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  1. #1

    Default How to Administer Sting?

    So I have experience anecdotal evidence with bee stings. I have plantars faciatis (sp?) in both feet and got stung on my ankles several times last year. I noticed -- by accident -- that I was pain free for several weeks thereafter. And one time I got stung on one side and not the other and the side that got stung was better than the other foot.

    Anyway, I also had surgery for bi-lateral epicondilitis 14 years ago, my arms do okay (lowercase) but do have trouble from time to time. I might try it there (althought that is an upper extremity.)

    So my question is how do you physically administer the sting(s)? Do you get a bunch of bees in a jar each week and just kind of keep them. And then pull one out with tweesers or with your fingers grab them by the wings and them hold them to the skin? I would like to know the specifics of how to administer the sting?

    Quint

  2. #2
    Join Date
    Mar 2005
    Location
    Erin, NY /Florence SC
    Posts
    3,361

    Default

    Grab about 5 or 6 good sized workers and pop them in a jar. Once the bees are home and you're ready for the apitherapy place the jar in the freezer for less than 5 minutes to slow the little buggers down a bit and make them easy to grab. Decide where you want to place the stings, rembering the benefit comes from a localized reaction that draws antiflamatories, cortisol and meletonin, place a few stings the region needed. This is done by gently picking up the chilled bees by the thorzax with a pair of tweezers. My wife has to do it because I use for my back surgery, L5 region, and I can't reach. The bees will flex the abdomen and then gently dragging that stinger over the injection site unitl the barb catches. I give about 30 secods to inject after pulling the bees away and then scrape out the stinger with a knife or a credit card. After about 1 minute the pain will subside and the warmth begins, blessed relief!

  3. #3

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    Randle,
    If you have plantar fasciitis I'd suggest having some custom insoles made by an orthotics pracitce, these are the people that make artificial limbs.

    I have PF, get stung on my ankles a lot keeping bees and it does not help me. PF is a physical ailment with physical explanation well understood by some. The majority of people that I know with PF (at least 5 out of 6) have obtained substantial relief from a custom molded arch support.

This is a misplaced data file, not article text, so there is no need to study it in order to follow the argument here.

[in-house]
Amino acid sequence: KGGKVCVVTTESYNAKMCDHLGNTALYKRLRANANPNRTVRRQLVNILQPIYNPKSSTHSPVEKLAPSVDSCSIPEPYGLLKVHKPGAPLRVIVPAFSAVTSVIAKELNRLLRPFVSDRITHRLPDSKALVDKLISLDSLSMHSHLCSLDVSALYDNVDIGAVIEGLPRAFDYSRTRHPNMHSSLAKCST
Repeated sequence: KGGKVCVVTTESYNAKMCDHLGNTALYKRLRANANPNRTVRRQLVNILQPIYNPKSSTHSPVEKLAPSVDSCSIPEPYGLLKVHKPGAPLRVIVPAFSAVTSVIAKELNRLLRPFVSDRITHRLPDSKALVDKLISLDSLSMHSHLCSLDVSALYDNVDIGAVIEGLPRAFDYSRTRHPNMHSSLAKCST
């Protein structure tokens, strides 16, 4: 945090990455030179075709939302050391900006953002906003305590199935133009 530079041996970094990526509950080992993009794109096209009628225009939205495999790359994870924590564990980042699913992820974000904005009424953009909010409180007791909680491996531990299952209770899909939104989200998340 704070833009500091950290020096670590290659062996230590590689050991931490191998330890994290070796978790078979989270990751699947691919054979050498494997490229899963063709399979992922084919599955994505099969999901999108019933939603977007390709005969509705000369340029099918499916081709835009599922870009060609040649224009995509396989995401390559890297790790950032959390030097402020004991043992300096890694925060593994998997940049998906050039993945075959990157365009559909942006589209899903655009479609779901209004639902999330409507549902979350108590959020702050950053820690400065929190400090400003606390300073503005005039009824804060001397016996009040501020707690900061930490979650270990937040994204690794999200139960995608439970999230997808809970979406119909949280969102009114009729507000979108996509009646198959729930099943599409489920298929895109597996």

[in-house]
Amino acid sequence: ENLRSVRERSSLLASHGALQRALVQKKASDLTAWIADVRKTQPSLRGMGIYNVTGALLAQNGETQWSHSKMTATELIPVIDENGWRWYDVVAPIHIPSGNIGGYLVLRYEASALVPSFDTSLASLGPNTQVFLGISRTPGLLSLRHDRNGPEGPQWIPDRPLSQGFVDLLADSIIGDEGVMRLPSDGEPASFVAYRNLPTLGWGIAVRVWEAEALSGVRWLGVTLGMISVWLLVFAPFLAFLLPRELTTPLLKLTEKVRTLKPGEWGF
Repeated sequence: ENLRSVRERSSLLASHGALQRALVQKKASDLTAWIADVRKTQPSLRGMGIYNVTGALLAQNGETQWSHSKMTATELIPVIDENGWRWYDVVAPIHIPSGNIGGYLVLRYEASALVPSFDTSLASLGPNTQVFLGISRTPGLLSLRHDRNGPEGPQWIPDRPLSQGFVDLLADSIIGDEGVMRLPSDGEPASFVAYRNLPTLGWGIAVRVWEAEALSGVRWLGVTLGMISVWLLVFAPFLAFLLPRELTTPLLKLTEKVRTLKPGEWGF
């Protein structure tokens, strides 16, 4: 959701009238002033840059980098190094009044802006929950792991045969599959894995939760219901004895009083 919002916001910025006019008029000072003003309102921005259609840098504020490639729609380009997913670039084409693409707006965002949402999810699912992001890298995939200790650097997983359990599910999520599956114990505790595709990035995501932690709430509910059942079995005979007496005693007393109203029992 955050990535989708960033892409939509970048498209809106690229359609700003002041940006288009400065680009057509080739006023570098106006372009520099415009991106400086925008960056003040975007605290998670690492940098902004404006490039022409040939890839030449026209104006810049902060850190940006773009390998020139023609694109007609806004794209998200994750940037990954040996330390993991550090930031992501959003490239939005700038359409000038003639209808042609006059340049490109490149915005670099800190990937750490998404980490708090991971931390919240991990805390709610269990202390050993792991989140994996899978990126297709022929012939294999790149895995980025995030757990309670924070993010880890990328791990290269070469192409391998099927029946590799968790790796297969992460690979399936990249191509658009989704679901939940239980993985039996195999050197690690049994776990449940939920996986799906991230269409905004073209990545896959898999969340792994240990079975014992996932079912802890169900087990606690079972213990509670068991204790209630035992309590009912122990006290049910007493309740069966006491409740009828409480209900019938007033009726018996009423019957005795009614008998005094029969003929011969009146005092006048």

4. #4

    Default

    I've been through ALL that for PF and MORE. I've been through like 3 podiatrists, other doctors, insets, insoles, you name it and I've done it.

    I've actually had the PF pretty much under control. Do exercises regularly. But I really did notice a difference when I got stung last year on the ankles several times, and sometimes just on one side.

    I've recently developed very painful heel spurs, on the very back of the heel. Physical therapy is not doing as much as I had hoped. I was thinking of trying some stings. (In addition to everything else.)

    Quint

  5. #5
    Join Date
    May 2005
    Location
    Knoxville, TN
    Posts
    1,933

    Default

    I saw on a Japanese video somewhere where it LOOKED LIKE they where holding a stinger with tweezers, then briefly pricking the skin with the same stinger all over (likely specific) spots on the persons back.

    Does anyone use a similar technique?

    Joel says 5, 30 second stings in his back!

    5 stings elevates my breathing and heart rate a bit more than my comfort level when working the bees, but I usually keep working.

  6. #6
    Join Date
    Nov 2006
    Location
    Wimauma, Florida
    Posts
    271

    Default Check out some acupuncture body maps.

    Hello everyone!

    I've been meaning to look over some acupuncture road maps, as I am willing to bet that it would synergise with the bee sting. In other words a sting to the appropriate accupuncture point may very well be better than accupuncture to that spot, and better than a sting nearby.

    Of course for all I know it might kill you. Life's a hand of cards sometimes. Seriously though, I figure it would be more beneficial in that fashion.

    Regards,
    Albert
    September 8th 2007 is National Beekeeping Day
    American Agriculture, its as close as the nearest Honeybee!

  7. #7
    Join Date
    May 2005
    Location
    Knoxville, TN
    Posts
    1,933

    Default

    I kind of assumed on that Japanese video I mentioned that they where hitting the acupunctures points. But you know what they say about assuming!

  8. #8
    Join Date
    Aug 2006
    Location
    Farmington, North Carolina
    Posts
    255

    Default

    Quote Originally Posted by Albert View Post
    Hello everyone!

    I've been meaning to look over some acupuncture road maps, as I am willing to bet that it would synergise with the bee sting. In other words a sting to the appropriate accupuncture point may very well be better than accupuncture to that spot, and better than a sting nearby.

    ...Seriously though, I figure it would be more beneficial in that fashion.

    Regards,
    Albert
    My experience has been that this is true. When I just had the stings where it hurt it helped some. When an apitherapist/accupuncturist marked on my neck, shoulder, arm and hand where I should be stung, the relief of pain was immediate. She also mentioned that if you are off site by a little you should still benefit because unlike an accupuncture needle, the venom of the bee sting will spread out some.

    Susan

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